If the Queen was ever seeking a fittingly regal landscape to add to her estate, she could do worse than stake a claim on the stunning countryside view of the Mayfield Valley from Andrew Coombe’s comfortable sitting room in Sheffield.
But in its own playful way, his Fulwood home is already a low-key Royal outpost here in Sheffield – given his title of Her Majesty’s Lord-Lieutenant of South Yorkshire.
The historic ceremonial role, dating from the 1500s, means Andrew is the monarch’s personal representative in the county, arranging Royal visits, advising on honours, presenting awards, backing good causes and generally ‘upholding the dignity of the Crown’.
And the title’s phrasing is crucial, he immediately points out.
“The hyphen is quite important,” says Andrew.
“Lieu is French for place, and tenant is the place, so lord-lieutenant means you’re the lord tenant of that place. I’m absolutely not a lord!”
Despite the office’s prestige, Andrew is keen for more people to understand his duties – and wants members of the Royal family to come to South Yorkshire as frequently as possible, to witness the progress being made in different sectors, from business and health to devolution.
“It’s important that the lieutenancy is seen to be relevant,” he says.
Andrew grew up in Dore, born into the family that owned the Sheffield garden tools firm Spear and Jackson – his middle name is Jackson.
He was schooled at Wellington College, Berkshire, but on leaving at 17 decided not to go to university. Instead he became a chartered accountant after securing a job at Cooper Brothers – now PriceWaterhouseCoopers – and subsequently qualified as a solicitor, eventually spending ‘20 happy years’ at Keeble Hawson. It was demanding work, but good for building contacts.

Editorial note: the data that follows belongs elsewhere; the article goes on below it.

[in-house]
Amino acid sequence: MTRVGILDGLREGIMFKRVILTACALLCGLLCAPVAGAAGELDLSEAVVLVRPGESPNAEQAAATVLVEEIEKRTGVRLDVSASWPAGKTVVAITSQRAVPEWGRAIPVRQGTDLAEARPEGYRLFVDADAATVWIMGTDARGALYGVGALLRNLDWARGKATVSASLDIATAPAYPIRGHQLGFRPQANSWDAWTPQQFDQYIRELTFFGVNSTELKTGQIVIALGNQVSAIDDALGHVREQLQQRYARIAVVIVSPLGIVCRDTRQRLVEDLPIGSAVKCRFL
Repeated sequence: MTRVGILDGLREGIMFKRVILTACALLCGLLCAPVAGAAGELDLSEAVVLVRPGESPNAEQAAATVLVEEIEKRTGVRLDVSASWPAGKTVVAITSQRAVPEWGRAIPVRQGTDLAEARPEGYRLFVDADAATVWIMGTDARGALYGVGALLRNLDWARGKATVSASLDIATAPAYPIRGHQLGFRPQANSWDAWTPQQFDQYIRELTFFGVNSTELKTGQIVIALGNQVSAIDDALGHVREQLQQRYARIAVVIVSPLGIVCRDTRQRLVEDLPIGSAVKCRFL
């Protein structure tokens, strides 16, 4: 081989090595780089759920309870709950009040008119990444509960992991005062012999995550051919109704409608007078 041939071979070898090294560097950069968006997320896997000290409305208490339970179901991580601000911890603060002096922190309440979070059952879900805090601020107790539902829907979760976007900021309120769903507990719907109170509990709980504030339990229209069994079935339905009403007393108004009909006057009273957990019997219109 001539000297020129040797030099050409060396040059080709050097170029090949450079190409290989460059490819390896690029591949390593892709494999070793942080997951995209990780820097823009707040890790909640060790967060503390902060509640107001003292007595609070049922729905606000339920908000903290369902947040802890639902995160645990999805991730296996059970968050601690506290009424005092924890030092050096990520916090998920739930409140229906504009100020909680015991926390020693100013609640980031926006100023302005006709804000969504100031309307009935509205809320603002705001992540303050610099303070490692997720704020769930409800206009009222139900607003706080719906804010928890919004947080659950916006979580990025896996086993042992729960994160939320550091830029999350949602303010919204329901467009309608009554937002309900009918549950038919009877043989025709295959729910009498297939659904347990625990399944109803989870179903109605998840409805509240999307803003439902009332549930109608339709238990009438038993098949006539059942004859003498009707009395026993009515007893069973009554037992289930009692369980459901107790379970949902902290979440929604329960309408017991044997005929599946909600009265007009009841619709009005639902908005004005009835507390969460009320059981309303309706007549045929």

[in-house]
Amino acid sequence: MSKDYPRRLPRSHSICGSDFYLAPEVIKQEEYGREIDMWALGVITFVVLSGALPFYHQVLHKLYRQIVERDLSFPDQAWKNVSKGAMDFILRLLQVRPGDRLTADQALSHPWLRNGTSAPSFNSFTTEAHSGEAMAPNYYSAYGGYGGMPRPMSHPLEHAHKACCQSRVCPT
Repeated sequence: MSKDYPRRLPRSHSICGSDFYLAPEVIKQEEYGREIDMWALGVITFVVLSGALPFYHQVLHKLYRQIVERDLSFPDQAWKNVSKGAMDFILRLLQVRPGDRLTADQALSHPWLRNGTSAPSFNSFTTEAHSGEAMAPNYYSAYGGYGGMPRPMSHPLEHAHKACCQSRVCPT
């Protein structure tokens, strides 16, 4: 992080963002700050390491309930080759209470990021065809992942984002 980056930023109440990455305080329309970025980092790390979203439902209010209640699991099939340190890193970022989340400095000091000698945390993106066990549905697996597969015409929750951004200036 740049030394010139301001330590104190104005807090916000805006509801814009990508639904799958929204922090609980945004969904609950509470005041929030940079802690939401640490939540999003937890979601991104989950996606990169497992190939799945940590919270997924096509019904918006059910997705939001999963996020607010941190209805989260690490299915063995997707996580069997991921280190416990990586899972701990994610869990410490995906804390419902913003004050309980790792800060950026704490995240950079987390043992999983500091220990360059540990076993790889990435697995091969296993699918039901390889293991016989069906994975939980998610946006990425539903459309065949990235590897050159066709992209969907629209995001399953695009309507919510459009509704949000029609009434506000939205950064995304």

“If you get a client as a chartered accountant, you do their books every year, but if you’re in corporate law, you’re only as good as your last deal. So you’re constantly having to go out and meet people,” says Andrew, who retired nine years ago.
The military has played a part in his life too – he served in the TAs with the Sherwood Foresters – and there is a touch of the Army in his no-nonsense, but hospitable, manner.
A former High Sheriff, Andrew has a large portfolio of charitable work as a trustee of St Luke’s Hospice, the Bluecoat Educational Trust and more, and serves as chair of the Sheffield Cathedral Council.
Before David Moody, his predecessor as Lord-Lieutenant, retired according to the rules on his 75th birthday in 2015, Andrew discussed taking the role with his wife of 44 years, Sue.
The couple – who have a son and daughter, Emily, aged 42, and Bill, 39 – had just had a house built, and Andrew, 70, was intending to spend more time with his four grandchildren, and maybe ‘playing a bit more golf and doing a bit more fly-fishing’.
“But it was just such a huge honour. With my education, you were brought up to serve – it may sound old-fashioned, but there we are.
“I got a letter from Downing Street asking me if I’d let my name go forward.”
He was already a deputy Lord-Lieutenant, and had met the Royal Family before, but was properly introduced to the Queen two years ago following her Maundy Thursday service at Sheffield Cathedral.
“I knew by then I was going to be Lord-Lieutenant, so I was presented to her, and she said: ‘Are you ready for this?’